The JASCO MONM model, as it has been applied by the Proponent, is not adequate to assess the overall impact of noise from increased Project-related traffic. Although state-of-the-art acoustic modelling has been used to model the noise propagation associated with a single Project-related tanker in the Marine RSA, only four locations were chosen to represent the Marine RSA; therefore, the assessment does not adequately represent the noise exposure for the entire time a marine mammal would be in the RSA. The assessment represents only Project-related tanker traffic and not the current noise environment or the potential increase due to Project-related traffic. Finally, the method used to assess the significance of impacts from the modelled noise level contours resulting from a single Project-related tanker and tug on indicator cetacean and pinniped species is qualitative and the lack of an appropriate assessment framework reduces DFO’s ability to evaluate the assessment.


See other posts on Oil Spill Risk for the Race Rocks Ecological Reserve

Overcast with Calm Seas

The barometer continued to drop slowly from 1023 to 1018 hPa.  The wind continued to blow between 8 and 18 knots from the northeast.  There was a difference in the weather today, compared to the clear sunny skies that have been the usual for the past week.  Low clouds hung over the Juan de Fuca Strait for most of the day.  There were occasional breaks of sun in the late morning and early afternoon.  The whitecaps this morning calmed right down in the afternoon, making the sea the calmest it’s been for the past few weeks.

There was one recreational boat seen this morning in the southern part of the reserve.

Pam Birley, from the UK, sent two photos of sea lions that she captured on Camera 1, located at the top of the lighthouse.  Pam’s photos show two branded sea lions that have never been spotted at Race Rocks, as far as I can tell.  See the photos below.  Thanks Pam!

The desalinator was run today to top up the fresh water cistern.  The solar panels aren’t soaking up as much energy, due to the clouds.  The generator was run longer today to help out the energy intensive desalinator.

Material Safety Data Sheet for Dilbit or Diluted Bitumin

If you click on the category “Oil Spill Risk” you may  have some appreciation for the potential hazards we face at Race Rocks in the event of a Oil Spill involving Dilbit which is already being shipped in some tankers through the Strait of Juan de Fuca within 4 miles of the Race Rocks Ecological Reserve, but if the Kinder Morgan Pipeline Expansion project is approved by the Canadian Government will be the contents of up to 35 tankers per month.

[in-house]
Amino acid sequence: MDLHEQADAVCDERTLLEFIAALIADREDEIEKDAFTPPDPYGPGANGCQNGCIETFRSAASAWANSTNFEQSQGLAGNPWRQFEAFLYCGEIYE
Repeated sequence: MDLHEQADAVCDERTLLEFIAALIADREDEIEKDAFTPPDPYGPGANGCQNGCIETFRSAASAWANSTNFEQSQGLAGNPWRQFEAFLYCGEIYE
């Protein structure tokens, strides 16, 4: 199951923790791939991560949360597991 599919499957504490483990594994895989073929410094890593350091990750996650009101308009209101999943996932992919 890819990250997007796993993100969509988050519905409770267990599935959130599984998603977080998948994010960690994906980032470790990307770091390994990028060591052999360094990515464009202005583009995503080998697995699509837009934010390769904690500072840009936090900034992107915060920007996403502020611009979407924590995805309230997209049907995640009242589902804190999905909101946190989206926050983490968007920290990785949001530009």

From the National Energy Board we can find out what is in Dilbit and what precautions we need when it lands on the shores of Race Rocks.
You can see the original here: or as copied in the images below:


ALSO: The following link gives the Occupational and Health Guidelines for Benzene, a Potential Human Carcinogen


dilbit1 dilbit2 dilbit3 dilbit4

Esquimalt First Nation Traditional land (and water) use areas.

In August, 2014, the Trans Mountain Pipeline consultant Tera submitted a “Supplemental Traditional Marine Resource Transportation Technical Report. 

In it, a chart is presented with areas of traditional use by the Esquimalt First Nations is presented. This is the first time this kind of map has appeared, and it is rather interesting since the Esquimalt FN remained uninvolved throughout the Race Rocks MPA Advisory Board meetings .


“EXECUTIVE SUMMARY An Environmental and Socio-Economic Assessment was completed by TERA, a CH2M HILL Company,and was submitted as part of the Application to the National Energy Board (NEB) in December 2013 for the proposed Trans Mountain Expansion Project (referred to as TMEP or the Project). The NEB will conduct a detailed review and hold a Public Hearing to determine if it is in the public interest to recommend a Certificate of Public Convenience and Necessity for construction and operation of the Project. Pending regulatory approval, Trans Mountain Pipeline ULC (Trans Mountain) plans to begin construction in 2016 and go into service in 2017.Trans Mountain will continue to engage Aboriginal communities through all phases of the Project. Traditional Marine Resource Use (TMRU) information received from participating communities will be reviewed in order to confirm literature results and mitigation measures. Additional issues of concern, TMRU sites or features identified through ongoing engagement with Aboriginal communities will be considered for incorporation into Project planning under the guidance of existing marine transport regulations and mitigation recommendations. The results of these ongoing engagement efforts will be provided to the NEBin future supplemental filings. Further information is provided in Technical Report (TR) 8B-5 in Volume 8B,  Traditional Marine Resource Use Technical Report of the Application. ”

This report contained a map of the traditional use areas of Esquimalt First Nations which shows use of the  Race Rocks Area as well as the adjacent coastline. It is shown in this link:

esquimalttraditionallanduse area

Click for large version